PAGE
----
Thyroid Gland Disease
Thyroid disease is a general term for a medical condition that keeps your thyroid from making the right amount of hormones. Your thyroid typically makes hormones that keep your body functioning normally. When the thyroid makes too much thyroid hormone, your body uses energy too quickly. This is called hyperthyroidism. Using energy too quickly will do more than make you tired — it can make your heart beat faster, cause you to lose weight without trying and even make you feel nervous. On the flip-side of this, your thyroid can make too little thyroid hormone. This is called hypothyroidism. When you have too little thyroid hormone in your body, it can make you feel tired, you might gain weight and you may even be unable to tolerate cold temperatures.
Who is affected by thyroid disease?
You may be at a higher risk of developing a thyroid disease if you:
- Have a family history of thyroid disease.
- Have a medical condition (these can include pernicious anemia, type 1 diabetes, primary adrenal insufficiency, lupus, rheumatoid arthritis, Sjögren’s syndrome and Turner syndrome).
- Take a medication that’s high in iodine (amiodarone).
- Are older than 60, especially in women.
- Have had treatment for a past thyroid condition or cancer (thyroidectomy or radiation).
What causes thyroid disease?
Conditions that can cause hypothyroidism include:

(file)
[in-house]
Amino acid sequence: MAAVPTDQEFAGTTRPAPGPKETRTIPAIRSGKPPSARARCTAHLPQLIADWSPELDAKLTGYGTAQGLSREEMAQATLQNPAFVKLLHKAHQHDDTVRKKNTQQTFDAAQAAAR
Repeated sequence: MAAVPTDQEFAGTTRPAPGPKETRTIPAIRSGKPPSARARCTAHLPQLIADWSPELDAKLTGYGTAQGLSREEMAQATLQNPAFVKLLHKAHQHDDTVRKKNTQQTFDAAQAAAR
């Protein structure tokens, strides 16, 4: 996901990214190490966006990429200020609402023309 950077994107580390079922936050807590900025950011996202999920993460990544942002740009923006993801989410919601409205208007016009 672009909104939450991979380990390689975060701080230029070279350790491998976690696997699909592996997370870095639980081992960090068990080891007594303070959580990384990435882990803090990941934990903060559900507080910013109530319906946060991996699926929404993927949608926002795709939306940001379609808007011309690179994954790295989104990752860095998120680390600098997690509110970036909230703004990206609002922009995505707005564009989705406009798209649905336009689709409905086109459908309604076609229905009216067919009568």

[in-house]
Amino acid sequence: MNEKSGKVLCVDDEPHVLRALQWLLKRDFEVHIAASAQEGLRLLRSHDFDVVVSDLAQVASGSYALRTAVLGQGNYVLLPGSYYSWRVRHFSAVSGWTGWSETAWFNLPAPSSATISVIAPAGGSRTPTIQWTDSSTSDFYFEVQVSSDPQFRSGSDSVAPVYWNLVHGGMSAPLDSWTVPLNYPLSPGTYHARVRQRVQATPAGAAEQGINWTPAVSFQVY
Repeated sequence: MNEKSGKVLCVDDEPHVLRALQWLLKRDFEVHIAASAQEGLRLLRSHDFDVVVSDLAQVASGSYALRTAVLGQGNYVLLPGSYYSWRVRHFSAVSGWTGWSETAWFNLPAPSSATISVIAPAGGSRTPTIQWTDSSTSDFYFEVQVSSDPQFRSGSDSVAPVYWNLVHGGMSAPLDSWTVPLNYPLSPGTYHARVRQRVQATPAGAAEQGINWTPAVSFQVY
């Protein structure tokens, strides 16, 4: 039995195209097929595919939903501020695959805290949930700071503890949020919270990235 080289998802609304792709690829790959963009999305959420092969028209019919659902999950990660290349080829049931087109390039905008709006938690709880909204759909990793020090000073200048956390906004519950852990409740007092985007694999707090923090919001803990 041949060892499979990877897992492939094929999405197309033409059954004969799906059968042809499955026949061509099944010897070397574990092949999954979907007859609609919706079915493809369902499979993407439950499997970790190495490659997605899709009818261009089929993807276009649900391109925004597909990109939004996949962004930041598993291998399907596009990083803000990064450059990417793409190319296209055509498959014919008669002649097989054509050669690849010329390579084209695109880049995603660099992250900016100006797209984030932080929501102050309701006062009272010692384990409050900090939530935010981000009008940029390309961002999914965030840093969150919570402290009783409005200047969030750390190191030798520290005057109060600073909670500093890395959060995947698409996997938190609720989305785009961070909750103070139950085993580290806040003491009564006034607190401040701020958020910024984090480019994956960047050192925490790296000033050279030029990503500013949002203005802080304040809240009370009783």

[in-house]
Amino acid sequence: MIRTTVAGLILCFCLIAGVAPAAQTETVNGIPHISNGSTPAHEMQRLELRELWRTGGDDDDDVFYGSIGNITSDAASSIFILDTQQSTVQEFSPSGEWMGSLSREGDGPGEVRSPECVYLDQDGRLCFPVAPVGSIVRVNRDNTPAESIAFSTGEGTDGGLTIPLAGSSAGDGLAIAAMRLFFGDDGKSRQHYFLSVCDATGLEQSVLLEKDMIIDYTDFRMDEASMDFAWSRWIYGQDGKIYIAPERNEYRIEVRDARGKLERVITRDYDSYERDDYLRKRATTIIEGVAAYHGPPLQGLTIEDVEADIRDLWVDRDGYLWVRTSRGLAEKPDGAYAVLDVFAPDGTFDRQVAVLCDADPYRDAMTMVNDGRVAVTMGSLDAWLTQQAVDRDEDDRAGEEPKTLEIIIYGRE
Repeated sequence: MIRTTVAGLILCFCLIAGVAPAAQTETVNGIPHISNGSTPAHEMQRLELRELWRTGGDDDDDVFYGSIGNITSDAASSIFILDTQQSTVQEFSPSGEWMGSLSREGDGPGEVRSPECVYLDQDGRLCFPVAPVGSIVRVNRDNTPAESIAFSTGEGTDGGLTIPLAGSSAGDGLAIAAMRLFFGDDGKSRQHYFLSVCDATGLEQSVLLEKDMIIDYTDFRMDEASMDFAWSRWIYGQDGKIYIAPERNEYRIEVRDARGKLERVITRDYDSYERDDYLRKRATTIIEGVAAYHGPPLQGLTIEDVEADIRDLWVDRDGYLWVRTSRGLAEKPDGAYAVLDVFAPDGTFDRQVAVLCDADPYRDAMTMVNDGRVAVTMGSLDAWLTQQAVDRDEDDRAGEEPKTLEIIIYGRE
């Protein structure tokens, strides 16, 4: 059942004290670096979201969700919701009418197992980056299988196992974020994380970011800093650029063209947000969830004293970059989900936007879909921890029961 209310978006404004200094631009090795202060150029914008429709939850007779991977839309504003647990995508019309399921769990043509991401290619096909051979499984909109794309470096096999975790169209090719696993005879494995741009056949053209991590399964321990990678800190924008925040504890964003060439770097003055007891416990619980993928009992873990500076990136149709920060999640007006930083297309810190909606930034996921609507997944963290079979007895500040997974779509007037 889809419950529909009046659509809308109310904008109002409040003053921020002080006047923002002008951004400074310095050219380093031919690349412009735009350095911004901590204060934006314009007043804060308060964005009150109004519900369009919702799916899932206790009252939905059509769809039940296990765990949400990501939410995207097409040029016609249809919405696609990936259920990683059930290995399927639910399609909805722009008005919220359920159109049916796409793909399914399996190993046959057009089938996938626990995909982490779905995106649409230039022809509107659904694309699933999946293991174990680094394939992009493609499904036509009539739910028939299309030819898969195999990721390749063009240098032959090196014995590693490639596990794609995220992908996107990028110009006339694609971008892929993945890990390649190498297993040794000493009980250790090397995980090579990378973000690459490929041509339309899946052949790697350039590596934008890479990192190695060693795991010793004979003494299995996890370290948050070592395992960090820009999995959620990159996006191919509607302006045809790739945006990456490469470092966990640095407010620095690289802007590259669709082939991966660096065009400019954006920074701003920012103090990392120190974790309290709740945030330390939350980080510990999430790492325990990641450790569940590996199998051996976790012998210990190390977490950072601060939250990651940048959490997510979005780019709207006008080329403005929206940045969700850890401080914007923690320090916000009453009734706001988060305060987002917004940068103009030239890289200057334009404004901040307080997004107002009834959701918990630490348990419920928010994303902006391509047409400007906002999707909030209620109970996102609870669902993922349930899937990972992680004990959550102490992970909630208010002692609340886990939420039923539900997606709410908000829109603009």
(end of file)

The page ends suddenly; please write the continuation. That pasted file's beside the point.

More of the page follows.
- Thyroiditis: This condition is an inflammation (swelling) of the thyroid gland. Thyroiditis can lower the amount of hormones your thyroid produces.
- Hashimoto’s thyroiditis: A painless disease, Hashimoto’s thyroiditis is an autoimmune condition where the body’s cells attack and damage the thyroid. This is an inherited condition.
- Postpartum thyroiditis: This condition occurs in 5% to 9% of women after childbirth. It’s usually a temporary condition.
- Iodine deficiency: Iodine is used by the thyroid to produce hormones. An iodine deficiency is an issue that affects several million people around the world.
- A non-functioning thyroid gland: Sometimes, the thyroid gland doesn’t work correctly from birth. This affects about 1 in 4,000 newborns. If left untreated, the child could have both physical and mental issues in the future. All newborns are given a screening blood test in the hospital to check their thyroid function.